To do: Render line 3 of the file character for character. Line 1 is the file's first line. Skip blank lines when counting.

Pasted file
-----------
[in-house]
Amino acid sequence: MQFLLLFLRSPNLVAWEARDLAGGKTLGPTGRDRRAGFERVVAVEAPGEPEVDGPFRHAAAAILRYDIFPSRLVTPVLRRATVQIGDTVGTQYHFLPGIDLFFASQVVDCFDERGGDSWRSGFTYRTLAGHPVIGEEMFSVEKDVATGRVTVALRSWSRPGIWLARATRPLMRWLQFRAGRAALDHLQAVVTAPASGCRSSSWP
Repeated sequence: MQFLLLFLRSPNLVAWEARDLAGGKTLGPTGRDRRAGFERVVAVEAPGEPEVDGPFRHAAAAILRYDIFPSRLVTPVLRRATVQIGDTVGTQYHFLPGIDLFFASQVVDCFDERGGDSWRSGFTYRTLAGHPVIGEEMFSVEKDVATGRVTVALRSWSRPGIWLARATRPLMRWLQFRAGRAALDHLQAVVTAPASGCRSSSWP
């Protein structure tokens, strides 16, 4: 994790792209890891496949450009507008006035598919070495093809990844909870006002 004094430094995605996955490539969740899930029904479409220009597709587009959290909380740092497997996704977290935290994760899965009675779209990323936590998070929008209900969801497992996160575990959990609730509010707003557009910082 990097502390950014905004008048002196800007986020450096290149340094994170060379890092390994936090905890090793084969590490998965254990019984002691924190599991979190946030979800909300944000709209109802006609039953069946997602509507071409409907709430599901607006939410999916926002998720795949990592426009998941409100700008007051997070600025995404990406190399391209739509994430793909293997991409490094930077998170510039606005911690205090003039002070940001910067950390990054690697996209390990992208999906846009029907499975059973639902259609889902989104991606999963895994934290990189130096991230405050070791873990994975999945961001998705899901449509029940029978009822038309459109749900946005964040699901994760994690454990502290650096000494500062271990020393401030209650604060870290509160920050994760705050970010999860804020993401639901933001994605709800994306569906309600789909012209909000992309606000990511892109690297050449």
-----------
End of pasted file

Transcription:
Repeated sequence: MQFLLLFLRSPNLVAWEARDLAGGKTLGPTGRDRRAGFERVVAVEAPGEPEVDGPFRHAAAAILRYDIFPSRLVTPVLRRATVQIGDTVGTQYHFLPGIDLFFASQVVDCFDERGGDSWRSGFTYRTLAGHPVIGEEMFSVEKDVATGRVTVALRSWSRPGIWLARATRPLMRWLQFRAGRAALDHLQAVVTAPASGCRSSSWP